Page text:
As a child, I could always tell when we were having soup for supper. We lived on a ranch in a compilation of homestead shacks knocked together, typical of the day—insulated with newspapers and tarpaper, fitted with single pane windows, kept hot on one side, cold on the other by a blazing wood fire. On soup days, we arrived home from school to find the windows fogged with moisture and the air laced with the aroma of beef bones grumbling on the stove. It was the ranch version of leftover day, and my mother would have been amused by the idea of a recipe. Her generation made soup from scraps and necessity: fill a big pot with water, toss in the bones and gristly meat collected at butchering time, or on special days a stewing hen, then simmer for hours to develop the broth. We always had onions, carrots and potatoes in the cellar, which she seasoned with bay leaves and salt. Lastly, she’d turn to the rear shelves of our refrigerator, peeling back foil, pinching, and sniffing. She tossed in anything that wasn’t wiggling, we used to say. Three peas, half a hot dog, the last bits of the casserole. Too much broth? Add a double handful of noodles. Too thick? Call it stew. It sounds rustic by Food Channel standards, but five little farm kids ate their veggies, soaked up broth with slabs of homemade bread, and lined up for seconds.
Some 50 years later, it is difficult to imagine having most of a day to tend a soup kettle. We’ve bypassed the crock pot for the instant pot, and now we assemble fresh ingredients instead of recycling leftovers. Still, you have to have people to feed for soup to make sense, so when my kids left home, my soup pot went back on the shelf.
I rediscovered the wonder of soup as a creative writing prof at the University of Montana, an experiment born of an especially grim fall semester. Graduate workshops are three-hour classes held at night to avoid teaching conflicts. My nonfiction students would arrive at 6 p.m., empty and exhausted, discuss essays with their eyes on the clock and leave as soon as they politely could. One fall I decided to try something different. Instead of the cold, barren classroom, we’d hold workshop at my own dining room table. Instead of a break in the middle of class, we’d take it at the beginning. Instead of starting with announcements and assignments, we’d come to table like family, sharing our day over a bowl of hot soup. It was a three-step lesson plan: fill belly, open mind, set to work. The change was instantaneous. Here was the energy and excitement I had been missing, young writers engaged in the workshop process, sharing rides, trading books and ideas. They relaxed and laughed, shouting over one another, and at the end of class I had to nudge them out the door.
Soup Shop, as the grad students came to call the class, has become a beloved autumn tradition and nonfiction students receive a booklet of recipes as a graduation gift. My focus has always been helping emerging writers develop their talent—that never shifted. We still come together in workshop to argue out the details of good writing. The grads bring their fierce intellects and their best new work. I give them guidance, a place to gather and a good bowl of soup. Soup provides the magic.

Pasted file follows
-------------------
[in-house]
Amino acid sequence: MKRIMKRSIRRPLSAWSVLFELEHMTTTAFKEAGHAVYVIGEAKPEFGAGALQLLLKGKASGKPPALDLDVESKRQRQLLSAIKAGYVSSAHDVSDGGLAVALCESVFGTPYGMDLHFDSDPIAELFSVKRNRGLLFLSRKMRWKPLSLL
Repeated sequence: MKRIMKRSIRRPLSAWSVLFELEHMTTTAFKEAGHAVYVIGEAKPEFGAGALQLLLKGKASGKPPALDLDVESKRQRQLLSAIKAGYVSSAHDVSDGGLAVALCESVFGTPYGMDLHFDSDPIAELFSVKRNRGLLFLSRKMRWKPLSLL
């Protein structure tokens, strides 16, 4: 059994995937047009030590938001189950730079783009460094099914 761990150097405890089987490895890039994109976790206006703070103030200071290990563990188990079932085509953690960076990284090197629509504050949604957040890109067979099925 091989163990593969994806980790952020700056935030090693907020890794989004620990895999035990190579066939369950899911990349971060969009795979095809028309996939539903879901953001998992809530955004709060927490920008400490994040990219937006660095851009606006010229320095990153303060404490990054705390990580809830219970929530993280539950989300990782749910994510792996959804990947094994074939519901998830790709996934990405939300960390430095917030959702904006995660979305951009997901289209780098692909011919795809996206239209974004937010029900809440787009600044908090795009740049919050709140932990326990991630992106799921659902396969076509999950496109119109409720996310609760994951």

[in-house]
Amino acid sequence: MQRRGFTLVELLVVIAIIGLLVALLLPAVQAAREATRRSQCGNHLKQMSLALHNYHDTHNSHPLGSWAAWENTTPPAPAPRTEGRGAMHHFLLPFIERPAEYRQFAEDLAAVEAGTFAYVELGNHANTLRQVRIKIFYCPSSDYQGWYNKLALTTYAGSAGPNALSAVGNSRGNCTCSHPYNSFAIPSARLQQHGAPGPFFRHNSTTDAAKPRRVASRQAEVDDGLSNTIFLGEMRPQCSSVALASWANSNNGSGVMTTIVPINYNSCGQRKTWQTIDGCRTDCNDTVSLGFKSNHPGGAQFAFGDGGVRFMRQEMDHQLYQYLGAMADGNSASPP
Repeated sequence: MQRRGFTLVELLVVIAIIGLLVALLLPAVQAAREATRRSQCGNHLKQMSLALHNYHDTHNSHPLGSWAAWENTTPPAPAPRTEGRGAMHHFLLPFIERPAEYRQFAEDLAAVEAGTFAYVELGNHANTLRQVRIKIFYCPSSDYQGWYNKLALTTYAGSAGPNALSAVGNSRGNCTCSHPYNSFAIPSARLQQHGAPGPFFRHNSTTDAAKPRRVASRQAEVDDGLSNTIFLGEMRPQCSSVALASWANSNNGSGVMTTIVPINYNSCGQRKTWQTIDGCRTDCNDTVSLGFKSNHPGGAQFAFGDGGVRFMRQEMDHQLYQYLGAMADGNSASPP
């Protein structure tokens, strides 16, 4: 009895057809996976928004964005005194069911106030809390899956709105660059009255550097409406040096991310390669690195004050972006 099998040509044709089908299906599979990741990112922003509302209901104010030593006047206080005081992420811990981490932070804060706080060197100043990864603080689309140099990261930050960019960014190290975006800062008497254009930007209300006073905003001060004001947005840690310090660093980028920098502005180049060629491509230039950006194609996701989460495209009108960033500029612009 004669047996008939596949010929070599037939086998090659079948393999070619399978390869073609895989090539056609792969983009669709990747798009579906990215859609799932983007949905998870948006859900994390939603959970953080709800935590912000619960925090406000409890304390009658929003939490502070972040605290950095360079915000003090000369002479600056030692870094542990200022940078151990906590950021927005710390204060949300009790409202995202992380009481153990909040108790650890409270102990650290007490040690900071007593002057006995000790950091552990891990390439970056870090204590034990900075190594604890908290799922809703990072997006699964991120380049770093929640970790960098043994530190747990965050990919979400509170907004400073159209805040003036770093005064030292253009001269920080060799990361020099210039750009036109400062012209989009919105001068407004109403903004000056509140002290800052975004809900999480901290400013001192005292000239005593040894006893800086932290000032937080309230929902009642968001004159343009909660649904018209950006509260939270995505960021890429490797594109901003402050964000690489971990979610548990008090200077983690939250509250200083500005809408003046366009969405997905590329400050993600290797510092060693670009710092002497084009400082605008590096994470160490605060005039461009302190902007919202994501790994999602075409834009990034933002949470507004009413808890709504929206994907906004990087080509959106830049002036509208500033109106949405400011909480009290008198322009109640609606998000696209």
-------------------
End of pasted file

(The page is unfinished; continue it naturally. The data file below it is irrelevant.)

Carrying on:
Spicy Peanut Soup with Chicken
1 pound boneless chicken breasts, cut into ½ inch cubes
1 T. hot sauce [or more, to taste]
4 c. chicken broth
½ c. creamy peanut butter [don’t use natural or old-fashioned]
2 T. tomato paste
6 T. butter
1 ½ c. chopped onion
1 large yam, cut into ½ inch cubes
¼ c. flour
1 15 oz. can diced tomatoes in juice
Combine chicken cubes and hot sauce in medium bowl and toss well to coat. Sprinkle with salt and pepper, toss again. Whisk broth, peanut butter and tomato paste in another medium bowl to blend. Melt butter in large pot over medium heat. Add chopped onion and sweet potato and sauté until tender, about 10 minutes. Add chicken and sauté until no longer pink, about 3 minutes. Sprinkle with flour and stir 1 minute over low heat. Add broth mixture slowly, stirring until soup thickens. Add tomatoes. Simmer soup until chicken is cooked through and flavors blend, at least 30 minutes, stirring occasionally. Taste and adjust seasoning. Serves 4. Goes nicely with biscuits.
Moroccan Lamb Stew
1 T. ground cumin, 2 tsp. ground coriander, 1 ½ tsp. kosher salt, 1 tsp. fennel seeds and ½ tsp. coarse black pepper and ¼ tsp. cayenne pepper [optional]. Toss with 2 ½ pounds trimmed, boned lamb shoulder, cut into bite-sized pieces.
Heat 2 T. olive oil and brown lamb pieces in a deep roaster or stew pot over medium-high heat. Work in batches to avoid crowding, turning lamb occasionally for 5 minutes or so, adding more oil as needed. Transfer lamb to a bowl as it browns. Build stew in the same pan.
To the drippings, add: 1 large onion, chopped fine, and 1 T. tomato paste. Reduce heat and stir until onion is soft.
2 c. chicken broth
1 15-oz. can garbanzo beans, drained
1 c. Mediterranean-style dried apricots, chopped
1 15-oz. can crushed tomatoes in juice
2 tsp. lemon peel, packed
2 cinnamon sticks
1 T. fresh ginger, peeled and grated
Bring to a boil, scraping up browned bits, then return lamb and any drippings to the pot. Reduce heat to low, cover and simmer until lamb is tender, about 1 hour. Uncover and simmer until sauce thickens slightly, about 20 minutes. Remove cinnamon and adjust seasoning. Add 2 T. chopped fresh cilantro. Serve over rice with warm naan. This is excellent made one day ahead. Cool slightly, refrigerate uncovered until cold, then cover and keep chilled. Rewarm slowly, stirring occasionally.